Re: [PHP-DEV] [RFC] [VOTE] Make constructors and destructors return void

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  110832
July 3, 2020 10:26 nikita.ppv@gmail.com (Nikita Popov)
On Fri, Jul 3, 2020 at 11:04 AM Benjamin Eberlei <kontakt@beberlei.de>
wrote:

> On Thu, Jul 2, 2020 at 11:12 PM Benas IML iml@gmail.com> > wrote: > > > Hey internals, > > > > I have opened the voting for the RFC, let's hope everything is going > > to be smooth :). If you have any other questions, let me know! > > > > RFC: https://wiki.php.net/rfc/make_ctor_ret_void > > > > Best regards, > > Benas Seliuginas > > > > Hi Benas, > > I wanted to raise what I believe is an issue with the secondary vote going > against PHP policy to introduce a BC break in 8.1, I would imagine policy > overrules voting decision here and it wouldn't matter what people voted > for, it will only be removed at the earliest in 9.0 >
To answer the policy question: RFCs can override or change general policy -- after all, policy is decided through the RFC process itself. To give a precedent where this happened for a "pure" BC break: https://wiki.php.net/rfc/too_few_args But more generally, many RFCs will have "minor" BC breaks as part of a larger proposal, and RFC acceptance also always implies that we consider those BC breaks acceptable for the targeted PHP version. Now, whether this RFC actually makes a sufficient case to disregard policy here is a different question, and at the discretion of the voters. Regards, Nikita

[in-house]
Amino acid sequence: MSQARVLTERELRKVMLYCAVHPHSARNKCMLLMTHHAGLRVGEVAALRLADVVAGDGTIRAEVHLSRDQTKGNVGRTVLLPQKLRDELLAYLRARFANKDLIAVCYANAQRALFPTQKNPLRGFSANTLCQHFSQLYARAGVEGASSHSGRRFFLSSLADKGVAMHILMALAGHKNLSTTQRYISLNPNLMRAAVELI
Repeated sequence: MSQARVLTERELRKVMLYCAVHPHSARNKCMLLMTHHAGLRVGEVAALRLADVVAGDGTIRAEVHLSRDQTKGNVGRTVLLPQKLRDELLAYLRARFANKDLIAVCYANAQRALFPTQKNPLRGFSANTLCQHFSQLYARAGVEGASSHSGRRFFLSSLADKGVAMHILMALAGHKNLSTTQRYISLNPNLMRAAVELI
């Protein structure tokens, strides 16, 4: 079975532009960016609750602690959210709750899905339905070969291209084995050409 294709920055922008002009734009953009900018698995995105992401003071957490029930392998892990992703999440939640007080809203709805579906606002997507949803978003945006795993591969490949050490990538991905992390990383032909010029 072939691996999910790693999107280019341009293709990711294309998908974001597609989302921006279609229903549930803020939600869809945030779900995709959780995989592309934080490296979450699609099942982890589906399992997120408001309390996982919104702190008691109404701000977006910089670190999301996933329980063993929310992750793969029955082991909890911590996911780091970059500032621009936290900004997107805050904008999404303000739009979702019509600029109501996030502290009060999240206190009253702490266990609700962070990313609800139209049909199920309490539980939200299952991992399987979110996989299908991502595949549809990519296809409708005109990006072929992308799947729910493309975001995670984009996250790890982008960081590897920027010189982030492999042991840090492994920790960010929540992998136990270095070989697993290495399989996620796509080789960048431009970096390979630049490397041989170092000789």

110837
July 3, 2020 15:05 zeev@zend.com (Zeev Suraski)
> On 3 Jul 2020, at 13:27, Nikita Popov ppv@gmail.com> wrote: > > Now, whether this RFC actually makes a sufficient case to disregard policy > here is a different question, and at the discretion of the voters.
I think this is key here (the first part, not the second). It doesn’t seem as if the RFC makes any case at all why it urgent to enforce this compatibility break outside of the standard policy. In fact, unless I’m missing something, it doesn’t attempt to tackle that question at all, and portrays it as a simple choice between two equal options that are up to personal preference. That is not the case - our standard policy is an outward facing contract, which we should be very wary of breaking - and at the very least do while taking a very informed, measured decision. We can not assume that all voters fully understand the implications of breaking the policy, or even that this would be breaking policy at all, given that it’s not even mentioned in the RFC. As such, I do think the current state of the RFC is somewhat problematic, and to actually consider introducing it into 8.1, the RFC requires 3 amendments: 1. State that per policy, if the RFC is passed - it would generally go into PHP 9.0. 2. Make the case of why the RFC author believes it’s important to do it in 8.1 and not wait for 9.0 per our public-facing policy. 3. Change the wording on the 2nd vote to “introduce into PHP 8.1, despite our compatibility policy”, and turn it into a clear Yes/No question that clearly requires a 2/3 majority. Since technically it might be an issue, perhaps we can stick with the current wording, but still make it clear that for 8.1 to be chosen, it’s have to obtain a 2/3 supermajority. I think those are fairly minor amendments that can be done without restarting the vote, given where it’s at. Zeev
  110838
July 3, 2020 15:20 benas.molis.iml@gmail.com (Benas IML)
Hey Zeev,

For me it doesn't really matter if we enforce `void` rules implicitly in
PHP 8.1 or PHP 9.0. Just that we do at some point.

Thus, I'm okay with closing the secondary vote and updating the RFC to
mention only PHP 9.0 (and not PHP 8.1).

Best regards,
Benas Seliuginas

On Fri, Jul 3, 2020, 6:05 PM Zeev Suraski <zeev@zend.com> wrote: